The Surprising Way Sound Can Affect How Much You Eat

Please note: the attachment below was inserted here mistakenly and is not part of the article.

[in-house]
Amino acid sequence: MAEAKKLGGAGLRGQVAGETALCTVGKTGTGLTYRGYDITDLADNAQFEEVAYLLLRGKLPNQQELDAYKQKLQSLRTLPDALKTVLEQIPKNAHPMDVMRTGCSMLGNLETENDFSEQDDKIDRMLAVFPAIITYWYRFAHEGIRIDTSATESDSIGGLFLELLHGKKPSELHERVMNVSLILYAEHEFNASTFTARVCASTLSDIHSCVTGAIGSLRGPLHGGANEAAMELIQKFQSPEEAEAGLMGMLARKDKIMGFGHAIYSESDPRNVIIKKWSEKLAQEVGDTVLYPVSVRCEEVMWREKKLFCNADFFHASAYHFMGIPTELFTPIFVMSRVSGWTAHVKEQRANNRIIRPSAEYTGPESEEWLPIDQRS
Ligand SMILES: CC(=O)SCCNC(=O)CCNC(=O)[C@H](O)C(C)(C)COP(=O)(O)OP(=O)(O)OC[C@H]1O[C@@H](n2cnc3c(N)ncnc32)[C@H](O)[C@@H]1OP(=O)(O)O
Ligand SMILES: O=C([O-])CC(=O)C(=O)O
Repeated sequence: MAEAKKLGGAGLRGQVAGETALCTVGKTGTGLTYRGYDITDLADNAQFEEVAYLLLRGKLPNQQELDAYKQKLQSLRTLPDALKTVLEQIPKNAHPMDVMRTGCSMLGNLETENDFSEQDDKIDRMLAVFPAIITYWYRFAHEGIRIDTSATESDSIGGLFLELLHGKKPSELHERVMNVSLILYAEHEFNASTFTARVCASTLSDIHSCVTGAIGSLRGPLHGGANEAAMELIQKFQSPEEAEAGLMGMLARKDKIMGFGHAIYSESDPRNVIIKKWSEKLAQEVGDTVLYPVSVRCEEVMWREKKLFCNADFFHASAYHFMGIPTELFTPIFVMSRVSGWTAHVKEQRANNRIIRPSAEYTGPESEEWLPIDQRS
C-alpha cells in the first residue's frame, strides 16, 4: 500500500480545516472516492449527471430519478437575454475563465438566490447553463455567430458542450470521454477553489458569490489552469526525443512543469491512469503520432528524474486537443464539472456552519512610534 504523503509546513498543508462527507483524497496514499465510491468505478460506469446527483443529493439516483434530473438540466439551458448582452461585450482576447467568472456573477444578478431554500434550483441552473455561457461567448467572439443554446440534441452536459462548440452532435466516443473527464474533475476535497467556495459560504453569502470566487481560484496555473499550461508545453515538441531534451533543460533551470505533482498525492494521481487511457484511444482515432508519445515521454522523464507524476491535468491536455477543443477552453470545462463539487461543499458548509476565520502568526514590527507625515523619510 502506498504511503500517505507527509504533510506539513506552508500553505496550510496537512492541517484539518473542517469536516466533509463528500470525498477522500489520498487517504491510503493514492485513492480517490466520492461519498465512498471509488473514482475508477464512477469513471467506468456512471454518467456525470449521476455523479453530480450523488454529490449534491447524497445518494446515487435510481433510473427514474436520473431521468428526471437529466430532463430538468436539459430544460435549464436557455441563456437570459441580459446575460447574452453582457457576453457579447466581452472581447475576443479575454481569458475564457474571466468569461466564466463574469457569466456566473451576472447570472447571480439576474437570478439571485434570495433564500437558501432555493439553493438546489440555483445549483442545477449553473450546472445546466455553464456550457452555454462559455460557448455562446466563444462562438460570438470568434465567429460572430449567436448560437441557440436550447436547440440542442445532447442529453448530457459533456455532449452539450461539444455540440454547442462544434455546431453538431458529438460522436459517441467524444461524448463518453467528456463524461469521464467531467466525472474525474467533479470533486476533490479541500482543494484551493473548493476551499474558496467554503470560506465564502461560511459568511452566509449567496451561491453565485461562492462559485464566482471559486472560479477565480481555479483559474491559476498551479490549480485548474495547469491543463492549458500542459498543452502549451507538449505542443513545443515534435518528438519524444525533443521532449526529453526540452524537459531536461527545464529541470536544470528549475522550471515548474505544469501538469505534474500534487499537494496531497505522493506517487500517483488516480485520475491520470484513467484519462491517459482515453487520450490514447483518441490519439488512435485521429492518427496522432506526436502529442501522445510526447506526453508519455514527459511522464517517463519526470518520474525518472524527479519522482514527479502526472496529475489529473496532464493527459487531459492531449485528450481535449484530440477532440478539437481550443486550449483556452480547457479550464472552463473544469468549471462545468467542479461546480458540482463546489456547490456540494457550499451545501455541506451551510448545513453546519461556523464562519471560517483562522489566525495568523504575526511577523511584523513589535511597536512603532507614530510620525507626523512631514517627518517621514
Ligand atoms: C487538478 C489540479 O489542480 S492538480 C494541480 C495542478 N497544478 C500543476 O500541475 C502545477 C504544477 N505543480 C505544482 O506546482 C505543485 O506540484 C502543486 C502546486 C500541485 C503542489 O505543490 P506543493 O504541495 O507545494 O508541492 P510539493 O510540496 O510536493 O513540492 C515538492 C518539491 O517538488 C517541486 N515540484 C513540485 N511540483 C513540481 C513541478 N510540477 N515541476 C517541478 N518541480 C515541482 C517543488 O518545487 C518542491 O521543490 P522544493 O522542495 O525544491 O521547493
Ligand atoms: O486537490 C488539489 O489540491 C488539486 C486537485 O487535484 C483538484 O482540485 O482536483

Have you ever been in a quiet room, gnoshing away on a crunchy snack, and been taken aback by the sound of your chewing? Have you drawn the ire of your coworkers while you innocently munch on a few potato chips? At some point, you've likely been aware of the sound your food makes while you eat it but you have probably never considered how much that sound impacts your eating habits. Previously, research on eating habits has focused on extrinsic factors like environment and emotions, but all of that is beginning to change. The focus is shifting to connections between eating habits and the senses. This may shock you, but sound is an important sense when it comes to eating. food and sound Researchers at Brigham Young University and Colorado University decided to examine the connection between food sound salience (the sound the food itself makes) and food consumption levels. In three separate studies, lead researchers  Dr. Ryan Elder and Dr. Gina Mohr, found a consistent result -- the crunch effect. The study's authors found that increased attention to the sound your food makes, may serve as a "consumption monitoring cue" which can then reduce consumption. [bctt tweet="The Surprising Way Sound Can Affect How Much You Eat"] If you are aware of the sound of your eating, you are likely to eat less. The research suggests that eating around loud sounds -- like the television or loud music, can mask the "crunch effect" and cause you to lose track. During the study, participants only ate around 50 calories of the snack that was assigned to the experiment so it is unclear if the decreased consumption from louder chewing can lead to any significant weight loss. But, when you look at it cumulatively, it could be rather significant. "The effects many not seem huge—one less pretzel—but over the course of a week, month, or year, it could really add up," Dr. Elder says. sound and food None of this means you have to start eating in complete silence, but Mohr and Elder do suggest you try to inject a little more mindfulness into your eating habits. If you are aware of all of the sensory properties of your food, you are more aware of what is going into your body, and you are far more likely to make healthy food choices. Following a healthy diet, like the one laid out in the BodyRock Meal Plan, is only a start. It is important to slow down at meal time, to quiet your mind and body, and listen closely to what you are hearing and feeling. If you tune in to your body, it will tell you everything you need to know. What do you think of this research? Do you think you eat less when you are aware of the sound of your food? Source: Shape

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